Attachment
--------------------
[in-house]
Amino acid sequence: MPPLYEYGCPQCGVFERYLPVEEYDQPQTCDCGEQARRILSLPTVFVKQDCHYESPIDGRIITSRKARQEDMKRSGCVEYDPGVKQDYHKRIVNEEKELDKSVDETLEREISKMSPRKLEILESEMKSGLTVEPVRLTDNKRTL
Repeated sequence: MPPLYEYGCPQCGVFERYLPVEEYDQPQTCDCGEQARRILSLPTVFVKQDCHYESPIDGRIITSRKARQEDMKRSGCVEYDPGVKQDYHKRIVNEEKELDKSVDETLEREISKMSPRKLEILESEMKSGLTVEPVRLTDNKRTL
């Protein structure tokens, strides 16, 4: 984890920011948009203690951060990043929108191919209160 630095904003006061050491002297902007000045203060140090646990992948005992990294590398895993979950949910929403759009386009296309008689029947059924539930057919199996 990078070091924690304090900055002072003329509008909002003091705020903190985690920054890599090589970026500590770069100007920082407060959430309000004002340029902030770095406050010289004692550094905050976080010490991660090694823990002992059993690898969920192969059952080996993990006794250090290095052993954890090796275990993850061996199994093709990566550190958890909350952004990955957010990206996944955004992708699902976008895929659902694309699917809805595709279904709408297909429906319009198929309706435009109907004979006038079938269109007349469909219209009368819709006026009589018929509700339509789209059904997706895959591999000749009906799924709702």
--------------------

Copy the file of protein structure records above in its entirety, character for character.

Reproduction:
[in-house]
Amino acid sequence: MPPLYEYGCPQCGVFERYLPVEEYDQPQTCDCGEQARRILSLPTVFVKQDCHYESPIDGRIITSRKARQEDMKRSGCVEYDPGVKQDYHKRIVNEEKELDKSVDETLEREISKMSPRKLEILESEMKSGLTVEPVRLTDNKRTL
Repeated sequence: MPPLYEYGCPQCGVFERYLPVEEYDQPQTCDCGEQARRILSLPTVFVKQDCHYESPIDGRIITSRKARQEDMKRSGCVEYDPGVKQDYHKRIVNEEKELDKSVDETLEREISKMSPRKLEILESEMKSGLTVEPVRLTDNKRTL
């Protein structure tokens, strides 16, 4: 984890920011948009203690951060990043929108191919209160 630095904003006061050491002297902007000045203060140090646990992948005992990294590398895993979950949910929403759009386009296309008689029947059924539930057919199996 990078070091924690304090900055002072003329509008909002003091705020903190985690920054890599090589970026500590770069100007920082407060959430309000004002340029902030770095406050010289004692550094905050976080010490991660090694823990002992059993690898969920192969059952080996993990006794250090290095052993954890090796275990993850061996199994093709990566550190958890909350952004990955957010990206996944955004992708699902976008895929659902694309699917809805595709279904709408297909429906319009198929309706435009109907004979006038079938269109007349469909219209009368819709006026009589018929509700339509789209059904997706895959591999000749009906799924709702």